Instead, the Khmer Rouge regime, which controlled no more than 15 percent of Cambodian territory, was recognized as âthe legitimate governmentâ of Cambodia. In the same year (1979) that UNGA members rewarded the Khmer Rouge with a seat in its august hall, a United Nations report declared that what had happened in Cambodia was “one of the worst human rights violations.” of humans since the end of World War II. “
Fast forward to 1997. The UNGA refused to admit the representative of the Taliban regime as the âlegitimateâ government of Afghanistan, presumably because of the Taliban’s human rights violations. And this despite the fact that the Taliban controlled up to about 85 percent of Afghan territory. The Taliban 1’s human rights record was atrocious (and no compliments or thanks to the Taliban) but the Taliban regime of the day did not kill at least an eighth of the Afghan population in the country. during his five-year rule from 1996 to 2001. In contrast, many scholars have stated (quite conservatively) that about a million – perhaps a few hundred thousand more – Cambodians (out of a population of around 7 million at the time) died during the period of Khmer rule, from April 1975 to December 1978..
Perhaps geopolitics played a major and predominant role in the differing attitudes of UN members towards both (in the pejorative sense of the term) “tweedledum and tweedledee” or more threatening the Scylla and Charybdis regimes.
Back to the future
Would he ask himself the question of which Afghan government is really the representative of the Afghan state at the United Nations General Assembly, which is due to meet at the end of September 2021? It depends on whether the ousted officials of the (perhaps) now former (former) regime of Ashraf Ghani or others were able to form a rival parallel government or not and whether or not they will be able to send their own representatives to the meeting of the UN. .
They say that a week is a long time in politics. (The very rapid takeover of Kabul by the Taliban indicates on the contrary that a week could pass very quickly). And history may not repeat itself insofar as the UN could (well) agree this time to have the representatives of the Taliban 2 sit in the General Assembly. The writer’s âprojectionâ is based on the fact that internally at least the Taliban’s initial rhetoric is not so militant. It may be a bit of a stretch to say that it is “conciliatory”. The statement by the current Taliban authorities that the new administration it will form (to use their own expression) is “comprehensive” is, if not suspect, then not entirely credible. Nonetheless, there appears to be good news for the Taliban. A report dated August 18, 2021 said former President Harmid Karzai was in talks with the Taliban to cooperate with them. Outside, another contemporary news item indicates that the European Union has expressed its hope of being able to work with the new Taliban administration.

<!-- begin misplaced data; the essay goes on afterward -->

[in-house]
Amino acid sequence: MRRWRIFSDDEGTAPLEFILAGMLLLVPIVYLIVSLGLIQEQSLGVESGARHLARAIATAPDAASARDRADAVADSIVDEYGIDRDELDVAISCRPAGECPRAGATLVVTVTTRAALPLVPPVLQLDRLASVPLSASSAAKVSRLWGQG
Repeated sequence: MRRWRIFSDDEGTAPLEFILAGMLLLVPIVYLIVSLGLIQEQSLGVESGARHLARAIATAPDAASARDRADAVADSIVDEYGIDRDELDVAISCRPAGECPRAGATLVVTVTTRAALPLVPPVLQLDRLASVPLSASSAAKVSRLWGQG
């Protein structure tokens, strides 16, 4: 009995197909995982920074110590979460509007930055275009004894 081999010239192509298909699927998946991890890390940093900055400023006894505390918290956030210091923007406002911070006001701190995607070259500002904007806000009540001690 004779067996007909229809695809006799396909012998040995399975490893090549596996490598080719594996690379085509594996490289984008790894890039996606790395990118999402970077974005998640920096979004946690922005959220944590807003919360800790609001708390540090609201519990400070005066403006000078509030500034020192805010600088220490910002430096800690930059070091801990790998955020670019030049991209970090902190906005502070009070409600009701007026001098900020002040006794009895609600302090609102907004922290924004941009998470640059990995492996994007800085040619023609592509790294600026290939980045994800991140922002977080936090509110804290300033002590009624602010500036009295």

By returning so quickly to take the reins of Afghanistan, the Taliban may well believe that the “power that is” (for being deliberately nonspecific) favored them. When it comes to the representation and recognition of the United Nations, it may well be that the United Nations will make things happier for the Taliban this (second) time around.
Dr. Myint Zan is a retired law professor who taught international law, human rights law and jurisprudence (legal philosophy) at Multimedia University in Malaysia from 20006 to 2016.